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What You Need To Consider When Importing Wine From Overseas

Old wine barrels in a wine cellar

Any wine business will know that there are times when you are not able to find the wine you want locally and have to consider importing it. Of course, if you are looking at importing wine, there is a lot of information that you have to consider. It is important that you know this information before you start looking at international suppliers for your wines.

Know Your Compliance Paperwork

Once you have your business plan ready and have funding, you need to look at your compliance paperwork. There are certain licenses, permits and documents that you have to have if you want to import wine. All of this paperwork will need to be completed before you place your first order with a supplier.

The first piece of paperwork you need is an Employer Identification Number which is a pre-requisite for getting a Federal import permit. You can obtain this number easier on the IRS website. After this, you will need to get a Federal importer basic permit. The Alcohol and Trade Tax Bureau needs you to have a letter from the winery that will export the wine for you before you can apply. This permit will generally take around 60 days to process.

Once you have your basic permit, you need to look at home state licenses and a certificate of label application. The requirements for the home state license will vary depending on the state and you need to consider this. The certificate of label application can be applied for online and s a simple one-page form which takes 30 days to process.

Contact a professional shipping company such as MYCARGO for assistance if you’re unsure about any of this.

Understand Your Terms Of Sale

Once you have all of your paperwork in order, you need to understand the terms of sale. There are a number of commonly used terms of sale for imported wine that you need to be aware of. The terms of sale will refer to the obligations of the seller and of the buyer. Some terms of sale place more risk and costs on the buyer while others will have the seller bearing more responsibility. It is important that you work with terms of sale that are ideal for your business and needs.

Know Your Duties And Taxes

Unlike other common commodities, the value of the wine that you import will have little impact on the duties and taxes that you are charged. This is due to the fact that taxes and duties on imported wine are calculated by the liter. This means that if you import a cheap wine, you could be paying the same duties as a more expensive wine. The IRS does have a listing of the import duties charged on wine on their website and you need to look at this.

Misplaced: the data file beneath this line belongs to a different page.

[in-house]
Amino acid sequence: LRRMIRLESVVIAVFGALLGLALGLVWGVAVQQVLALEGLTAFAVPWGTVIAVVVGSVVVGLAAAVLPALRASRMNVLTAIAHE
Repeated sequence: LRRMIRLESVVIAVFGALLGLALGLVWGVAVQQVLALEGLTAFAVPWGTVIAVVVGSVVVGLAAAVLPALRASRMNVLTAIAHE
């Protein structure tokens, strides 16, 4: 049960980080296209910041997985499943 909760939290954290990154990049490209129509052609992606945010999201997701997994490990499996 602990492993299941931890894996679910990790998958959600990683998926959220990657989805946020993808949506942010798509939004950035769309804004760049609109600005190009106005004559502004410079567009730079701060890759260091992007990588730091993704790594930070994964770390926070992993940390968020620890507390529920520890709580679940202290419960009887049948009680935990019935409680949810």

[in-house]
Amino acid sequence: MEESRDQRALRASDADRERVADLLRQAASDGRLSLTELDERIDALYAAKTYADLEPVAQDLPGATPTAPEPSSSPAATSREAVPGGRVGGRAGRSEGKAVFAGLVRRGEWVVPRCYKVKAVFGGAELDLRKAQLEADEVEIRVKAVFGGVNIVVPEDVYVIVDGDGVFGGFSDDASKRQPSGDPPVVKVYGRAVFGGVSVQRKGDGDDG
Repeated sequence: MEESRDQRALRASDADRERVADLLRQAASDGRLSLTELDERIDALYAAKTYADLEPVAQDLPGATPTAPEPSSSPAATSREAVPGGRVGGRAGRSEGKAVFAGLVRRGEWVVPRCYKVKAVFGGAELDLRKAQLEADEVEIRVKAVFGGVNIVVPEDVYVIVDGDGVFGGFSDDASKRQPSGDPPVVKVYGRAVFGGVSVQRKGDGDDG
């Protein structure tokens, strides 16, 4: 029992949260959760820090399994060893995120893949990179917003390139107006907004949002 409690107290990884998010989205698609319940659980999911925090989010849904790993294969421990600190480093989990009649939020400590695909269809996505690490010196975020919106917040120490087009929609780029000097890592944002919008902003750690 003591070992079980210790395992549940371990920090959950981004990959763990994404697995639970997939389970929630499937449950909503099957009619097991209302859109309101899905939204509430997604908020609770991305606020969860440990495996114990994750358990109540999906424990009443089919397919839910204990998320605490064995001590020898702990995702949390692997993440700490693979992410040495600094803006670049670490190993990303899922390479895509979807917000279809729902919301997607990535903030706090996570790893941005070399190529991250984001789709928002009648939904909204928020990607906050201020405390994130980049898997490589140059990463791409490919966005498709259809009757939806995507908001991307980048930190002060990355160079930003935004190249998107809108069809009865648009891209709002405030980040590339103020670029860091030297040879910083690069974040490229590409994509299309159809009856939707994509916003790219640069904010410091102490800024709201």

There is a lot of information that you need to know about before you start importing wine. The most important considerations that you need to know about are the permits and licenses that you have to have. These licenses and permits need to be processed before you start ordering from suppliers.

Your Essential Guide to the Top 5 Australian Wines and Vintage Blends

Australian Wine

It may come as a surprise to many except those working in the industry but Australia holds the world’s fourth largest share in the wine export market. But Australian wines have a well deserved reputation of being among the finest as well. To give you a taste of what is on offer from Australia’s best vineyards and wineries, here is a selection of the top 5 Australian wines to indulge your palate.

1. 2010 Penfolds Grange

While it was hard selecting which 5 wines to include in this list, the one which deserved the #1 spot was a no-brainer. Penfolds Grange has a well deserved reputation as Australia’s most easily recognizable vintage wine. Indeed, Robert M. Parker, Jr., arguably the world’s leading critic of Bordeaux wines, has labeled the Grange “the world’s most exotic and concentrated wine.” The 2010 vintage is made from the highest grade of grapes sourced from Australia’s most impressive vineyards. It is a blend consisting of 96% Shiraz and 4% Cabernet Sauvignon.

2. 2009 Balnaves Cabernet Suvignon

As cabernets go, this Balnaves one has both class and exquisite taste. Made from grapes sourced in the world famous Coonawarra Terra Rossa strip, the wine is the product of a small but well respected family wine company. It’s solid heaviness with just a hint of smokey French oak will leave you elated and craving for another glass. It is just the right cabernet blend to while away those breezy Sunday afternoons.

3. 2013 Pazza by KT Riesling, Clare Valley

While it comes in an unpretentious bottle, not to mention very affordable price tag, this is as thirst quenching an Australian wine as you are going to find on sale today. With its open-throated texture and unique aroma, this is just the wine you need when it is time to funk it up a bit. The white vintage wine is a product of strictly controlled fermentation and no filtration.